The article reminds me of a surprising fact I learnt recently about the Moon's orbit round the Earth. It keeps the same face towards us all of the time (except for a relatively small effect known as libration) because it does one complete rotation for every revolution. I believe this synchronous orbit is explained as a gravitational effect called tidal locking.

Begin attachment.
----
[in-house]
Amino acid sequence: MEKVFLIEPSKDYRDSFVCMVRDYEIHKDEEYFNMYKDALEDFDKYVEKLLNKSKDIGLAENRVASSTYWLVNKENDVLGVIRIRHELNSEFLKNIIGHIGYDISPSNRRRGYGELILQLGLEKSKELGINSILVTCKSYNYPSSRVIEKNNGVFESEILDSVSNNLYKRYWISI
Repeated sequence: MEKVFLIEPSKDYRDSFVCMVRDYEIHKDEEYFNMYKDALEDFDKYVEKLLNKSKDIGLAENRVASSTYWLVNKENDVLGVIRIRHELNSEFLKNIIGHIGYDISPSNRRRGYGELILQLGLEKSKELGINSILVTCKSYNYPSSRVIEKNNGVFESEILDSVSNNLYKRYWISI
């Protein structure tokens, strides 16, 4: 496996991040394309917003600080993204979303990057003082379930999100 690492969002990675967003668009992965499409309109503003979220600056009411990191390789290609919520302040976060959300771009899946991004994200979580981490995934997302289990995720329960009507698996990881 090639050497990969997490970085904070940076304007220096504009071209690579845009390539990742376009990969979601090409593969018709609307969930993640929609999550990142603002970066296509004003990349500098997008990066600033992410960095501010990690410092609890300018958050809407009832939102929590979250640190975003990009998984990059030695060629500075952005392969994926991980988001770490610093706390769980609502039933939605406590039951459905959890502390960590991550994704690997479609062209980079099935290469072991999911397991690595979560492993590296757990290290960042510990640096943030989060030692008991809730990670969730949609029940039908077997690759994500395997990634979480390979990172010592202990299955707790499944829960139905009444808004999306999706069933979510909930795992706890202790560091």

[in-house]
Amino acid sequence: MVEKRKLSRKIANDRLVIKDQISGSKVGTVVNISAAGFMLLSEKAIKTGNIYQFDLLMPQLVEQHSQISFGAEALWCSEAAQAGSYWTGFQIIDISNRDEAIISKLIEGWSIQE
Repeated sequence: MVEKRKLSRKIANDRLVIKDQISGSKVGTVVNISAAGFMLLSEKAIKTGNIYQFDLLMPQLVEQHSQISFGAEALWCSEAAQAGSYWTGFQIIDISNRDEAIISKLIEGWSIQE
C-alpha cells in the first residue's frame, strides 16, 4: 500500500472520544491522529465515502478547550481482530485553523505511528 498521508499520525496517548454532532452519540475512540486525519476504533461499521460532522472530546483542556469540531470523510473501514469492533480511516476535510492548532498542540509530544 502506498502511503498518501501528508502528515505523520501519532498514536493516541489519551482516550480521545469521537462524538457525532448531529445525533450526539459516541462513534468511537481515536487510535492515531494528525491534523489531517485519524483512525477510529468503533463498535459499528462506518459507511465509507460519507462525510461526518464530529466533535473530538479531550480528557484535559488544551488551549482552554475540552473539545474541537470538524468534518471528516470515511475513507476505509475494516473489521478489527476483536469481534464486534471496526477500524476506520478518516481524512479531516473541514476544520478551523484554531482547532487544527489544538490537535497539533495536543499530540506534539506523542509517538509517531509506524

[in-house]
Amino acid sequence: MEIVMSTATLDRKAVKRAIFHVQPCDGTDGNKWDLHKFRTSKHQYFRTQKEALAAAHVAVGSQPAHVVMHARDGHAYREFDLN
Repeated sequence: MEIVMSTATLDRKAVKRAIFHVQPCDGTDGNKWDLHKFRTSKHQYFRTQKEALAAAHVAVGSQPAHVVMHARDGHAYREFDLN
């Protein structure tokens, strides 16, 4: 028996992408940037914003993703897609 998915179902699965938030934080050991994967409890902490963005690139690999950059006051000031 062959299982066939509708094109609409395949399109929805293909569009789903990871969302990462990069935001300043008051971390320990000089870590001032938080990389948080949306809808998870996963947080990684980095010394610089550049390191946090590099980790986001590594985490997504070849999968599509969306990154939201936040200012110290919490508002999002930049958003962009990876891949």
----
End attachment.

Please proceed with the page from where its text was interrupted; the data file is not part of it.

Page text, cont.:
This motion seems to be similar to what's happening when, as described in the article, you slide but don't roll a coin A round the edge of another B so that the same point on A's edge is always in contact with B. Coin A then does one full rotation, but not two.

It's almost as if gravity answers the reverse of the question posed in the article by explaining why we get one less rotation than we should.

Chris G

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